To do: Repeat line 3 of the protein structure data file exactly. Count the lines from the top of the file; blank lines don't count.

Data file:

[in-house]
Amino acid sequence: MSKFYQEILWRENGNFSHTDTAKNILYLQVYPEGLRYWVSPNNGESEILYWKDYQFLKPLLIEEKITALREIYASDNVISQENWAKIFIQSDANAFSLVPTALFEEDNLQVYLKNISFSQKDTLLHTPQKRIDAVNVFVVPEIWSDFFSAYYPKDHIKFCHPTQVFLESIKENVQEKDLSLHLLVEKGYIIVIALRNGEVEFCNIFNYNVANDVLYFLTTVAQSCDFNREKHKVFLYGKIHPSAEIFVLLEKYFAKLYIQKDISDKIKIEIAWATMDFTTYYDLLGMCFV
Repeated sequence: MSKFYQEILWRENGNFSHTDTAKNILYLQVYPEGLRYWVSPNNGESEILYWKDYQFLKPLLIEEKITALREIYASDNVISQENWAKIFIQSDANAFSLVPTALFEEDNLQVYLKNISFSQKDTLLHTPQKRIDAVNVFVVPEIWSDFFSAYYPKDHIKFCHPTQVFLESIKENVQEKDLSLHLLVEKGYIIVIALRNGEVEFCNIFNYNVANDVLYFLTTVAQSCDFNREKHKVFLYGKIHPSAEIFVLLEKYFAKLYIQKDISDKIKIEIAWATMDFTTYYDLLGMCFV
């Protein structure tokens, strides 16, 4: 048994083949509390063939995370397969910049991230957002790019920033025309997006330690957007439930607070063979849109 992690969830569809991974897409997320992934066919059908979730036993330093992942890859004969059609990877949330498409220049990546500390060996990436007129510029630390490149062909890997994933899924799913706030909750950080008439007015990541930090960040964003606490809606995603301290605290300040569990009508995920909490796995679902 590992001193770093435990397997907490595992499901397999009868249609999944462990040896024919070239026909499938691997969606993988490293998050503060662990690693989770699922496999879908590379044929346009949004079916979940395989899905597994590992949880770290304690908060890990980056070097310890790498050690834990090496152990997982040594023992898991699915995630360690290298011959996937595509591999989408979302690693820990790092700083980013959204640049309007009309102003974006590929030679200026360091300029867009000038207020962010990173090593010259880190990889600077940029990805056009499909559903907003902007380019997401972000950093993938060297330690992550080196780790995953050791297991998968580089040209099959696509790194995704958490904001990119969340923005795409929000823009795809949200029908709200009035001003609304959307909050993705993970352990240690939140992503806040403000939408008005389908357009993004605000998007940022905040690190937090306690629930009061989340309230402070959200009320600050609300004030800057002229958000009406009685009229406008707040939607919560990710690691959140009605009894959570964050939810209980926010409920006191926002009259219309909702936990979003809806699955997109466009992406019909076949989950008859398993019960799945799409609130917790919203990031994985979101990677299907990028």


Repeated sequence: MSKFYQEILWRENGNFSHTDTAKNILYLQVYPEGLRYWVSPNNGESEILYWKDYQFLKPLLIEEKITALREIYASDNVISQENWAKIFIQSDANAFSLVPTALFEEDNLQVYLKNISFSQKDTLLHTPQKRIDAVNVFVVPEIWSDFFSAYYPKDHIKFCHPTQVFLESIKENVQEKDLSLHLLVEKGYIIVIALRNGEVEFCNIFNYNVANDVLYFLTTVAQSCDFNREKHKVFLYGKIHPSAEIFVLLEKYFAKLYIQKDISDKIKIEIAWATMDFTTYYDLLGMCFV